Systems are designed so that some people win, and some people lose. Despite the rhetoric of opportunity, the claims of “ people striving to be middle class” and the proclamation of a post-racial society, the reality is that the people who lose are disproportionately poor, women, and people of color.
The oft heard cry is that the system is broken. But, it is not true. Our systems are designed perfectly to produce the results that they are getting. The US economy is set up ideally to produce twice the rate of unemployment among black males (13.7%), as white males (6.2%) [](file:///C:/Users/mpeters/AppData/Local/Microsoft/Windows/Temporary%20Internet%20Files/Content.Outlook/092K1DOG/Some%20People%20Lose%20Revised%2071713%20(2).docx#_ftn1). Urban school systems are perfectly designed to graduate 50% of students from high school. The Florida legal system is perfectly constructed to produce the result that George Zimmerman could admit to killing Trayvon Martin and be found not guilty in a court of law.
I think about this idea every day. I think about it in my work, and I think about it when I talk to my mom-a sociology professor-who introduces this concept to students every semester in her intro class (always to some of their surprise). I think about it when I hear Congress proposing another stupid, quick fix to a complex problem. I even think about it when I’m at a party and someone tells me their grand solution that they think will fix the problem of poverty in our country.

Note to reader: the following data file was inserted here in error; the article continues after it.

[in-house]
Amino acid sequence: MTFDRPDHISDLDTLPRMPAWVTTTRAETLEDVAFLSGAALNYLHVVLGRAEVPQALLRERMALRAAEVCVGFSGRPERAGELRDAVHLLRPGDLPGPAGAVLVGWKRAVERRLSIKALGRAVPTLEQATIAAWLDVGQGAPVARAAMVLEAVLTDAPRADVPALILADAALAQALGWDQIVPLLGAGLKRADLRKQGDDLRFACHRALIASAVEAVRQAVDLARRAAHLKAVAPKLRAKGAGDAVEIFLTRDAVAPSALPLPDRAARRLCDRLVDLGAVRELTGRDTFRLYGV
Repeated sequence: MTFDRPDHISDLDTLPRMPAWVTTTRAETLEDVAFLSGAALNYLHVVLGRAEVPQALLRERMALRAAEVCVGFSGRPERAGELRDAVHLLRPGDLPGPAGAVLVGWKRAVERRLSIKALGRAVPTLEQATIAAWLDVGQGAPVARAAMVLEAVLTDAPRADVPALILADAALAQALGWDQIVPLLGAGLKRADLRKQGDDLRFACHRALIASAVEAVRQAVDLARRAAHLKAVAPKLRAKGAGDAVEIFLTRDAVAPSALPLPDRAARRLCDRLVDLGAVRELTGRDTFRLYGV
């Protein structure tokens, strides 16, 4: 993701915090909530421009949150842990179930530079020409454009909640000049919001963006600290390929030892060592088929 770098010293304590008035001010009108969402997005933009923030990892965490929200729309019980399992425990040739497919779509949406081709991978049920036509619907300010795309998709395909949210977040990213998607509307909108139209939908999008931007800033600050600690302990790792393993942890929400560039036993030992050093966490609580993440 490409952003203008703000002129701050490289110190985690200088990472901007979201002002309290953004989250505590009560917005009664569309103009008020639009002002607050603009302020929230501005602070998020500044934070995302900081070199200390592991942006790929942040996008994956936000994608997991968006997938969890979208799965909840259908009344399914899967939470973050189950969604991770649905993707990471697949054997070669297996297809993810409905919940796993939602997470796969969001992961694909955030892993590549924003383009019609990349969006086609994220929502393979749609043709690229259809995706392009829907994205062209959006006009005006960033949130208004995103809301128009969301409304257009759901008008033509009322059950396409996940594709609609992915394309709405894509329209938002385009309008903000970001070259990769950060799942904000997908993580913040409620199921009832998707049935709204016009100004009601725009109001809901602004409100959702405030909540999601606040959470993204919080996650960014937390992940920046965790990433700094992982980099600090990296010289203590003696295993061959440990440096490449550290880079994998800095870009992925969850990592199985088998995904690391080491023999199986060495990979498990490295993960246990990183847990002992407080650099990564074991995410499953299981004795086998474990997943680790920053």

Because if we want different results, we need to change our systems. And I truly believe, in my heart of hearts, that together we can change systems to produce better results. But we’ll never get anywhere if only the poor, women and people of color are advocating for themselves. Because they have been for years!
Almost every system is set up for me to win. I was born white and into a family with upper middle class, highly educated parents. But, at the same time, being female and Jewish, I’ve experienced how systems often privilege males and Christianity implicitly and explicitly. People, like me, who come from privilege need to step up and start realizing that how we experience the world, is not how the world is for everyone. As the author Junot Diaz said at the 2012 Facing Race Conference , “Privilege cannot exist without silence.”
As a beneficiary of privilege, I’m committing to ending my silence. This country is not the land of opportunity for all. And the longer we pretend it is, the longer we ignore the way discrimination is deeply embedded in our systems and institutions and in ourselves. The longer we avoid disrupting and rebuilding our systems, our institutions, ourselves, the greater the number of people who lose. I do not believe that my country or its people do better when we approach living as a zero sum game. I do not believe that we can succeed when some people lose.